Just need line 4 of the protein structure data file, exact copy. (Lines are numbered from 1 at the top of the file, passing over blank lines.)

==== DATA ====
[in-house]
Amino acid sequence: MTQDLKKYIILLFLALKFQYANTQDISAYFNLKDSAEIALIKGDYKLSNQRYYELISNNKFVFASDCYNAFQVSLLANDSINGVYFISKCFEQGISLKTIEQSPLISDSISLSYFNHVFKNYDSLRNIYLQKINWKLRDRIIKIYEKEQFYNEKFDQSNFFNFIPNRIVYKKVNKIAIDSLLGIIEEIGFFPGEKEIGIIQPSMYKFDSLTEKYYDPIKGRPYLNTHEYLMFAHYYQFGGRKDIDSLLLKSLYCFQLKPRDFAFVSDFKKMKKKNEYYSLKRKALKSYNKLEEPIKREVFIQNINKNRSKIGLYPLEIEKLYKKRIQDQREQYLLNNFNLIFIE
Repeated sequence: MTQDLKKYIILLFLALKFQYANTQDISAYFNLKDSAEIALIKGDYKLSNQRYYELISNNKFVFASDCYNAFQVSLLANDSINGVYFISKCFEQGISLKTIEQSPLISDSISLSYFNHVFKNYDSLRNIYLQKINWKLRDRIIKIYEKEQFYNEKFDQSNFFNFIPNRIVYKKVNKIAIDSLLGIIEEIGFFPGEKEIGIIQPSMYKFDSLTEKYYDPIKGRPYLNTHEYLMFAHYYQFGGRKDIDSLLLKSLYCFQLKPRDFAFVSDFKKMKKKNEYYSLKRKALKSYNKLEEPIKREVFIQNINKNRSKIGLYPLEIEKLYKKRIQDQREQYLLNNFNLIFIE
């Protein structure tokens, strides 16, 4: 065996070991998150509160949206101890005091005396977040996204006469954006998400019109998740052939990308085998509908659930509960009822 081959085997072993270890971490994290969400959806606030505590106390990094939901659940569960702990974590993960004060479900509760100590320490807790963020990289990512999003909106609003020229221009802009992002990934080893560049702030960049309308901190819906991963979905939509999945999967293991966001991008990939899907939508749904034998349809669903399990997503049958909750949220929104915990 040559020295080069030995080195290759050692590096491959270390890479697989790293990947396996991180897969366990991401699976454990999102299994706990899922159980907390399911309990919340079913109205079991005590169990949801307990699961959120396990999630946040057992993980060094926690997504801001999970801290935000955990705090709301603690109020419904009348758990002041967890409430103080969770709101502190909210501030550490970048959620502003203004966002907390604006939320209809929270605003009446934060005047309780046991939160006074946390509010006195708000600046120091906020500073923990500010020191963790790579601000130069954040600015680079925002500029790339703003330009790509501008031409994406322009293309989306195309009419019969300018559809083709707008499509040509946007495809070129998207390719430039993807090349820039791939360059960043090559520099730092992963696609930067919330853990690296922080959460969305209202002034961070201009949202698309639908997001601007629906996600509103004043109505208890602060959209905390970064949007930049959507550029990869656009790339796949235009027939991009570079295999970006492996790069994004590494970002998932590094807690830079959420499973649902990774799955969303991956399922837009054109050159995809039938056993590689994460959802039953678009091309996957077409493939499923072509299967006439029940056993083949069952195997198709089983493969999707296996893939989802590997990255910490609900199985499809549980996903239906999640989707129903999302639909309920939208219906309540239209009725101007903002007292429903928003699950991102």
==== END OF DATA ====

């Protein structure tokens, strides 16, 4: 065996070991998150509160949206101890005091005396977040996204006469954006998400019109998740052939990308085998509908659930509960009822 081959085997072993270890971490994290969400959806606030505590106390990094939901659940569960702990974590993960004060479900509760100590320490807790963020990289990512999003909106609003020229221009802009992002990934080893560049702030960049309308901190819906991963979905939509999945999967293991966001991008990939899907939508749904034998349809669903399990997503049958909750949220929104915990 040559020295080069030995080195290759050692590096491959270390890479697989790293990947396996991180897969366990991401699976454990999102299994706990899922159980907390399911309990919340079913109205079991005590169990949801307990699961959120396990999630946040057992993980060094926690997504801001999970801290935000955990705090709301603690109020419904009348758990002041967890409430103080969770709101502190909210501030550490970048959620502003203004966002907390604006939320209809929270605003009446934060005047309780046991939160006074946390509010006195708000600046120091906020500073923990500010020191963790790579601000130069954040600015680079925002500029790339703003330009790509501008031409994406322009293309989306195309009419019969300018559809083709707008499509040509946007495809070129998207390719430039993807090349820039791939360059960043090559520099730092992963696609930067919330853990690296922080959460969305209202002034961070201009949202698309639908997001601007629906996600509103004043109505208890602060959209905390970064949007930049959507550029990869656009790339796949235009027939991009570079295999970006492996790069994004590494970002998932590094807690830079959420499973649902990774799955969303991956399922837009054109050159995809039938056993590689994460959802039953678009091309996957077409493939499923072509299967006439029940056993083949069952195997198709089983493969999707296996893939989802590997990255910490609900199985499809549980996903239906999640989707129903999302639909309920939208219906309540239209009725101007903002007292429903928003699950991102």